Either way, you should keep in mind that this is a wild animal, no matter how much you might attempt to socialize it - or how successful you might seem to be. Even the most docile, cooperative centipede (or tarantula or scorpion) can change in an instant and sting or bite or envenomate you if startled - or for no apparent reason at all.
 
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Scoliolioli

Arachnopeon
Joined
Dec 27, 2019
Messages
3
To him, you are a big, scary potential predator and something to be avoided. He does not want to be held. He does not want to be petted. He does not want to be hand-fed. Running away from you, popping down his burrow, hiding when the enclosure is moved or disturbed (like opening the lid), and even "biting" when you get too close or poke your fingers at him are all normal, expected defensive behaviors. His earlier behavior - allowing you to touch or pet him - was abnormal. It's possible that he permitted this because he was a little sluggish as he approached his molt - or he could have just been uncharacteristically cooperative - but that does not mean that you can reasonably expect him to always behave that way.

I know there are people out there who claim to "socialize" their centipedes, and perhaps there is even a small bit of truth to it. While centipedes are incapable of bonding with their keepers or feeling affection for them, I suppose it is possible that they could learn to recognize the keeper as "not a threat" causing them to behave less defensively when handled. Centipedes and spiders are capable of some degree of learning or conditioning, such as recognizing and responding to food cues like the opening of an enclosure by approaching the opening, while a spider or centipede that has not learned to associate those cues with feeding is more likely to run away and hide.
Thank you for taking your time to reply! I am aware a centipede can't "like" nor "hate". I just thought something was going wrong. I'm glad to know it's just behaving normally!

Even if Noodle continues to view me as a threat and gets defensive, that's okay. The fact alone that I can show my family what centipedes can truly be like is huge for me. I even have a relative who, if he sees any outside in his garden, has stopped killing them on sight and is letting them be!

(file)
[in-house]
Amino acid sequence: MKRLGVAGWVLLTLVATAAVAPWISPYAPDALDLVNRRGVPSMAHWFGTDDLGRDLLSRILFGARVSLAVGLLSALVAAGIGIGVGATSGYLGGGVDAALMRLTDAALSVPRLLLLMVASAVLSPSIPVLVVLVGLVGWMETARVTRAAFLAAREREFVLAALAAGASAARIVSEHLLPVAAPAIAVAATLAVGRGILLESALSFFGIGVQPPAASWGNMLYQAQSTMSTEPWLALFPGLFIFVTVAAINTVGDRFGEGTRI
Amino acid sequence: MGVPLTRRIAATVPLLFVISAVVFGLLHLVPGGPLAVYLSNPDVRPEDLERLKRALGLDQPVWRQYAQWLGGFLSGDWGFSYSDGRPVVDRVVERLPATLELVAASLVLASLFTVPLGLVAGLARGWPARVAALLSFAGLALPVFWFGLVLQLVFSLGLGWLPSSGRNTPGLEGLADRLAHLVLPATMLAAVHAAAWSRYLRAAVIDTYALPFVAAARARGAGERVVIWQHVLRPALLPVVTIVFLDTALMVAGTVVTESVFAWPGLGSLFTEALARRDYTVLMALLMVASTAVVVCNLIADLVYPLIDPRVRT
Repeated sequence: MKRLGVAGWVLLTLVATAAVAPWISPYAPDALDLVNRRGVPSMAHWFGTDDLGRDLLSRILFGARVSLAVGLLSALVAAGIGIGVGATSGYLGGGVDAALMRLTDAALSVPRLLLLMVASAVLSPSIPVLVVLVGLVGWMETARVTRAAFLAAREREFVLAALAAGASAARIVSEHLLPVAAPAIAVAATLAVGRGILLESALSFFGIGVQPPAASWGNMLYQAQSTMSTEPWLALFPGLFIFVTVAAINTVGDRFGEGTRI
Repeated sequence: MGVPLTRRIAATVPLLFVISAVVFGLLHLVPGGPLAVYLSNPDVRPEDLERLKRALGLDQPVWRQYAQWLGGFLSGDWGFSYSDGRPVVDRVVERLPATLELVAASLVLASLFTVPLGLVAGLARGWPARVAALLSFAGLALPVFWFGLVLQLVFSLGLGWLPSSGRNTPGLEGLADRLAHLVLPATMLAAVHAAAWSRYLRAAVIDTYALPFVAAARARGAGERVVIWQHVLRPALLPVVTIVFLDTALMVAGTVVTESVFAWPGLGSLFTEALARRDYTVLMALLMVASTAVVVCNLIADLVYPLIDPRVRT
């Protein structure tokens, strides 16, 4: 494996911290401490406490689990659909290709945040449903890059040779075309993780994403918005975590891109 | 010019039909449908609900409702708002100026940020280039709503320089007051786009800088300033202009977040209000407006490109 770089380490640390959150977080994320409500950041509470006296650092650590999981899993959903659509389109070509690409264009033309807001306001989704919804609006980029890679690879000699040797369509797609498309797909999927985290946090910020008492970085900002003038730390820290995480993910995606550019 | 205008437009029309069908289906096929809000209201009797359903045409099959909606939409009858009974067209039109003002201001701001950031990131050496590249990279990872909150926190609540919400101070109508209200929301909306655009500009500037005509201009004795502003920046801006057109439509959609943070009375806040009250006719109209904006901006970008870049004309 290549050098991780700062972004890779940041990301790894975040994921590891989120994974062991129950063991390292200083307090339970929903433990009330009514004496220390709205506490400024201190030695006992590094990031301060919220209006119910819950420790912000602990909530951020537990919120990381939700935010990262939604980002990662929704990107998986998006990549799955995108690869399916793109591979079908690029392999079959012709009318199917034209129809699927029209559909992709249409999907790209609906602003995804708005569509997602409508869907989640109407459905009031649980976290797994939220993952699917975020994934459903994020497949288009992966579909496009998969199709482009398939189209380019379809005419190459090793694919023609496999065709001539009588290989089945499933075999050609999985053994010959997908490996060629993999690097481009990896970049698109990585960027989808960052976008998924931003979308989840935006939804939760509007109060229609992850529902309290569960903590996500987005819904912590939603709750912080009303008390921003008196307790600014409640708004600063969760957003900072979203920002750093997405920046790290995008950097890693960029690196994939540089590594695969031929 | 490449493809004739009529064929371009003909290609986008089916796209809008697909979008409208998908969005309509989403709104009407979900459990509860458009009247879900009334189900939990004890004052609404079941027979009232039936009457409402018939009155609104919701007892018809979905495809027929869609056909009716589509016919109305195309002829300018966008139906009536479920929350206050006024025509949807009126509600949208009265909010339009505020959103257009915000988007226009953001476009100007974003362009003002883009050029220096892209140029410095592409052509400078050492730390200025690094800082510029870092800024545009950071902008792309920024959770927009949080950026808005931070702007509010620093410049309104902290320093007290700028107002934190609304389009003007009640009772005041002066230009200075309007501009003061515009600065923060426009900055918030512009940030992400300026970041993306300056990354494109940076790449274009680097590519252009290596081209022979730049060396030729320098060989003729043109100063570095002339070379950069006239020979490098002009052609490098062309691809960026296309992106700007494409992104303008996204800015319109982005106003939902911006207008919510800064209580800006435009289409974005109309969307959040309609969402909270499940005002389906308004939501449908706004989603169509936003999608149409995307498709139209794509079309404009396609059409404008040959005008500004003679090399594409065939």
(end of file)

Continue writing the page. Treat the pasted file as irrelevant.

Staehilomyces

Arachnoprince
Joined
Mar 2, 2016
Messages
1,430
"Socialize" really isn't the right word, as there's nothing social about it. Centipedes do definitely get used to handling, and when worked with properly, can get to the point when you can practically reach in and pick them up. But they don't "like" you, they're merely capable of learning not to fear you.

However, I can say from experience that they can learn both ways. Screwing up repeatedly can and will cause a pede to become nastier and nastier to the point where it's pretty much untouchable.
 

dragonfire1577

Arachnolord
Joined
Oct 7, 2015
Messages
637
My big female Scolopendra sp. white leg was always very relaxed when I had her, never really changed after she got used to handling. On the other hand my somewhat "socialized" male tends to be kinda skittish only after molting but chills out after a little time and food. He is definitely much calmer than when I got him though, I don't really handle pedes anymore but I'm fairly sure I could still pick him up without issue. After a molt try feeding a good amount and then handling the pede when it is walking slowly around the enclosure, I find they tend to be easiest to work with when they aren't sprinting around but when they are moving so you don't need to disturb them from resting. I currently have a younger female white leg too and despite not having her too long she has been uniformly defensive so far, somewhat similar to my male before I worked with him. I probably won't handle her at all and see if she calms down like the others or stays pissy after some time. I haven't worked with alternans before but I don't think you messed your pede up or anything but I'm not sure how applicable my advice with this species is to alternans.
 

Scoliolioli

Arachnopeon
Joined
Dec 27, 2019
Messages
3
Thanks everyone for replying! One last thing: considering s. Alternans is a reclusive centipede (a.k.a. pet holes), would Noodle resting above the substrate during the day mean anything? I've never seen anything like this. :D I've noticed Noodle tends to stay above ground until about 3 pm.